FAQs on CARES Act Relief for Student Loan Borrowers

Here’s how to know if you qualify – and how you should take advantage.

(Image credit: Getty Images)

Student debt has always been challenging to pay down. In fact, one in five adult borrowers who funded their own education were behind on their payments in 2018. Pair this with one of the most challenging economic environments we’ve seen in decades — soaring unemployment, limited options for career advancement and a volatile stock market — and paying off student loans feels more challenging, or even impossible for some.

In my practice, many of our clients are in fields like education that require advanced degrees and are often saddled with debt as a result. We aim to help them come up with comprehensive financial plans that help them pay down debt, while still saving and planning for the future. But in times of crisis, like this one, it’s especially important that borrowers understand their options for immediate help and relief — without losing sight of the big picture.

The Coronavirus Aid, Relief, and Economic Security (CARES) Act has offered some relief for student loan borrowers with public loans. But the nuances can be confusing, leaving many wondering how much of their debt can be relieved, and how. And many of our clients are also left with questions about what the changes mean for them and how to best proceed with finding a path to a fulfilling financial future, despite these roadblocks.

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The facts

The good news: If you have public student loans, the CARES Act provides some relief. All Federal Direct Loan borrowers are automatically enrolled into administrative forbearance and have zero percent interest from March 13 to Sept. 30, 2020. Any past due balances will be become current.

Any borrowers who were enrolled in an income-driven repayment program prior to March 13 and met other qualifications for Public Service Loan Forgiveness (PSLF) will receive credit each month as if they had made a qualifying payment towards PSLF.

The CARES Act also provides relief for all Federal Family Education (FFEL) Loans held by the federal government and Parent PLUS loans. It does not cover private student loans, FFEL loans that are held by banks or Perkins Loans.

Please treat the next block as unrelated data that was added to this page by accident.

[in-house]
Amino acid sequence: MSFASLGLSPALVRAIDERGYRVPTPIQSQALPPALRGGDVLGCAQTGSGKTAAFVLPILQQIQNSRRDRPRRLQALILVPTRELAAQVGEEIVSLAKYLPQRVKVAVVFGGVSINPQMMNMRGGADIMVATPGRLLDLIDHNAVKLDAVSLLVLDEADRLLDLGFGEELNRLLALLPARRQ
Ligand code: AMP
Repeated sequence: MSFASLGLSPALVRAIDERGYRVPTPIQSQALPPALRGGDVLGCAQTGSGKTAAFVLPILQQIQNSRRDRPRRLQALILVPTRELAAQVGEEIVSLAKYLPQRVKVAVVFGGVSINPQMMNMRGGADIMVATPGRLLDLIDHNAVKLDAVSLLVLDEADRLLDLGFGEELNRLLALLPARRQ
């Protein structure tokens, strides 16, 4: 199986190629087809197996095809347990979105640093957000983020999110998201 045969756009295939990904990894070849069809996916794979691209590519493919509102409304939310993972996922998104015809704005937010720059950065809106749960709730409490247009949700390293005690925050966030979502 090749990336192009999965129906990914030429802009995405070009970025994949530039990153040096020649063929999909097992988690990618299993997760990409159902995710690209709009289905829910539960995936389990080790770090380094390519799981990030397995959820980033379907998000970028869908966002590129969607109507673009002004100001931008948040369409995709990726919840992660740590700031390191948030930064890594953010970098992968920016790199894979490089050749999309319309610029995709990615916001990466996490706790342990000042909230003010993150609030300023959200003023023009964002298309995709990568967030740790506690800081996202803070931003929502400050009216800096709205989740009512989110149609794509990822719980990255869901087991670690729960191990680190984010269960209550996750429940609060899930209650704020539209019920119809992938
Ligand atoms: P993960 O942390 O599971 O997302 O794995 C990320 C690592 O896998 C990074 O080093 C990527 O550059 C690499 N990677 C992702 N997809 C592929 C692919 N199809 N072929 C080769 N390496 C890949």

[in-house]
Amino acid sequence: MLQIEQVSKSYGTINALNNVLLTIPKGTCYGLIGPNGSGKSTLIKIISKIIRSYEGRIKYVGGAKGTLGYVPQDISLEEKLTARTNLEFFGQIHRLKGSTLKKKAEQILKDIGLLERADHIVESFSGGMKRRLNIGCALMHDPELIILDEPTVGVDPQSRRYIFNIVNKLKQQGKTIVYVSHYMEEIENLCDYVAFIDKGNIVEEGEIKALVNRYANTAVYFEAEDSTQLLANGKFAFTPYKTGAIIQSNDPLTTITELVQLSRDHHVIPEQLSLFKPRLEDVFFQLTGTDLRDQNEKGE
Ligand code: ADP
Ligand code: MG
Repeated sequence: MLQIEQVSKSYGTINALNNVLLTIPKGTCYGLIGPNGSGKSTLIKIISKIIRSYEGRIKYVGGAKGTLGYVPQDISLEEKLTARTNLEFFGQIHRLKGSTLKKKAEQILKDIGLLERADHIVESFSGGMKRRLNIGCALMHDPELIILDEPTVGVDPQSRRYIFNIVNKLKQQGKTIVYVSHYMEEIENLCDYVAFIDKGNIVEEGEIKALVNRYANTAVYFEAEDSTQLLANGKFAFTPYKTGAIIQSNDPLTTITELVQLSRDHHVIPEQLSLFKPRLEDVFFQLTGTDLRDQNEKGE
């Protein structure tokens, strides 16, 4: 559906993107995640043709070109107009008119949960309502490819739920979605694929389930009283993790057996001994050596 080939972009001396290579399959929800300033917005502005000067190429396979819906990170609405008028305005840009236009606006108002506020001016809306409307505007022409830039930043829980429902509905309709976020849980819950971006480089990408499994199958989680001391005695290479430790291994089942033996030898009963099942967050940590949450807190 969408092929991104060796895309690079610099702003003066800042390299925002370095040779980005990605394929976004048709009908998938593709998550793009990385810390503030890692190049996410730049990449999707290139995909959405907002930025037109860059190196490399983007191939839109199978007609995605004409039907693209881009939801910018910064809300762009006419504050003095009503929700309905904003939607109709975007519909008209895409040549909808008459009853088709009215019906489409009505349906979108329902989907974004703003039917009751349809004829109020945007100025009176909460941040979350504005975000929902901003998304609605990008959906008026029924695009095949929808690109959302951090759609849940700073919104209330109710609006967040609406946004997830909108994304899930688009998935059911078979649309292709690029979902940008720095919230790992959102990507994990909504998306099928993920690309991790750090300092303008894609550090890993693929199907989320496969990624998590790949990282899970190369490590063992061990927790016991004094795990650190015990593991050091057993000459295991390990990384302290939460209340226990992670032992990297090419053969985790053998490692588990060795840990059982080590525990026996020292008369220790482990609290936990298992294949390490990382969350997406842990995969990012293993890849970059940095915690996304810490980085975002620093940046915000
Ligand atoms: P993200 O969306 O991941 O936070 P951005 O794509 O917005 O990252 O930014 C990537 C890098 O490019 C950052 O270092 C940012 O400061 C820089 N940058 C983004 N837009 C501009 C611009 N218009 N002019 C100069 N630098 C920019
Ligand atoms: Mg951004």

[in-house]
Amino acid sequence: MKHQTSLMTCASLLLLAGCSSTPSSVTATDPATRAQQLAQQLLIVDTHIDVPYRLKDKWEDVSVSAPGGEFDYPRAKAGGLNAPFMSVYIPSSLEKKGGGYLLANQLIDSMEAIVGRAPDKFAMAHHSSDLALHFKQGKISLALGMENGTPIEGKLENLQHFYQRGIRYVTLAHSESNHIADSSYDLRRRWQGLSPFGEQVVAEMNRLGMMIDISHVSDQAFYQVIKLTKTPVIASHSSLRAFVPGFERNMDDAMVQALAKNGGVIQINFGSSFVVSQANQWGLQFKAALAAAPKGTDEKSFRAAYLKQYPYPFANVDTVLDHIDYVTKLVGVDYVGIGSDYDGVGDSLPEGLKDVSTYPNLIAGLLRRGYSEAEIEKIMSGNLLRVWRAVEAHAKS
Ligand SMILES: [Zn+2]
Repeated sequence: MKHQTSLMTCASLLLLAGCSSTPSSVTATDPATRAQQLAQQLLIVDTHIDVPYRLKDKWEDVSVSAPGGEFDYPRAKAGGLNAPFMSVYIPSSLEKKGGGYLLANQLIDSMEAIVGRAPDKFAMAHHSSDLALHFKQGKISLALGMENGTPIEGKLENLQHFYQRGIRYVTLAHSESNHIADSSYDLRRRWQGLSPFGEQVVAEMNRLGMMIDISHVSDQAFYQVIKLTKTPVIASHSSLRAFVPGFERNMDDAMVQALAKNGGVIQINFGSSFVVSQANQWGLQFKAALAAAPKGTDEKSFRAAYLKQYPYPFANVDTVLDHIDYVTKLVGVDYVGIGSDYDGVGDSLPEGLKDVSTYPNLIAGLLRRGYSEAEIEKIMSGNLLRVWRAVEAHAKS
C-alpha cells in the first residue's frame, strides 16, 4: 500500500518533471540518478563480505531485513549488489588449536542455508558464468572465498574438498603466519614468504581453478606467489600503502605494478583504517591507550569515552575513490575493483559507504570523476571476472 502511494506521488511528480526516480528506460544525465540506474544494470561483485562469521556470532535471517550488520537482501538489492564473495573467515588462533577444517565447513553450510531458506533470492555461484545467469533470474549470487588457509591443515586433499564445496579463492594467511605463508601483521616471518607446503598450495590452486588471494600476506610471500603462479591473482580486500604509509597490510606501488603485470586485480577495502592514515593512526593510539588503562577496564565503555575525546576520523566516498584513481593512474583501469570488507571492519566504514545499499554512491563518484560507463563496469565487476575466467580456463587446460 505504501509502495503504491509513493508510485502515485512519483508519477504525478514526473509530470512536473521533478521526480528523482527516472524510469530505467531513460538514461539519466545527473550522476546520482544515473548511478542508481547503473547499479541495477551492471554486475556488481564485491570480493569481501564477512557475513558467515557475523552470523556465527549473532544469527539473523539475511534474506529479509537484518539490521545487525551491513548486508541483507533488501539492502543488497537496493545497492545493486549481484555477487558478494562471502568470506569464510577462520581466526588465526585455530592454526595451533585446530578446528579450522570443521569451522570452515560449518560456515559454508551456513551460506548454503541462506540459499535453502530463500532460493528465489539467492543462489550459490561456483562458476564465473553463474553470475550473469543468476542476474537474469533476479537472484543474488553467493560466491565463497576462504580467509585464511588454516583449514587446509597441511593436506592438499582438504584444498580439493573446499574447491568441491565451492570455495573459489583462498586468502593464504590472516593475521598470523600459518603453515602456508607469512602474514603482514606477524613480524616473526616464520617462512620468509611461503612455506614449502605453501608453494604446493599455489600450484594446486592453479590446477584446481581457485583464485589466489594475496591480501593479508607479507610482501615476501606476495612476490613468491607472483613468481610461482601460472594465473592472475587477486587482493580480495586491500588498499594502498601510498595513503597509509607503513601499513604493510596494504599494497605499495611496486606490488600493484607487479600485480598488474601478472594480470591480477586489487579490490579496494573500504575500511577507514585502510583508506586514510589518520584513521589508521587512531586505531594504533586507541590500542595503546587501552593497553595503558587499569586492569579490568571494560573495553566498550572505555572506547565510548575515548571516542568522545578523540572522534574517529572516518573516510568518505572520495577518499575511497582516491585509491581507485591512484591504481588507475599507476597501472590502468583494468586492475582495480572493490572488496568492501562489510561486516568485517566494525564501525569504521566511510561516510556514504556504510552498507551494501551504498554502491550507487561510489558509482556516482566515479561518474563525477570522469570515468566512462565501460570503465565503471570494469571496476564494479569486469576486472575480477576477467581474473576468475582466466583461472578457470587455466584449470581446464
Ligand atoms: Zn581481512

The nuances

With a new playbook in place, my clients have been wondering how to best decide if they should take advantage of these new regulations to completely stop paying their loans for the sixth-month period, or if they should take advantage of record-low interest rates and refinance. Here are the most popular questions we’re getting from student loan borrowers now, and how we’re advising them to navigate these new changes.

If I can get temporary relief from payments – should I?

If a client was already enrolled for Public Service Loan Forgiveness under an income-driven repayment (IDR) plan prior to March 13, they will still keep accruing forgiveness for each month of the COVID-19 forbearance even though they technically aren’t making payments, that will still count as payment towards loan forgiveness.

However, if a client could qualify for PSLF, they should consider enrolling in PSLF and making their IDR payments earlier, waiving the COVID forbearance so they can start accruing qualifying payments while their PSLF application is processed.

Enrolling in PSLF takes time, and the end of forbearance is, as of now, around the corner on Oct. 1.

Anyone who still has the means to continue payments should consider continuing payments as long as they do not qualify for loan forgiveness programs — since they will pay their loans down faster, all while accruing zero percent interest on the loans. Clients should consult with their tax and legal adviser prior to acting on any payment option.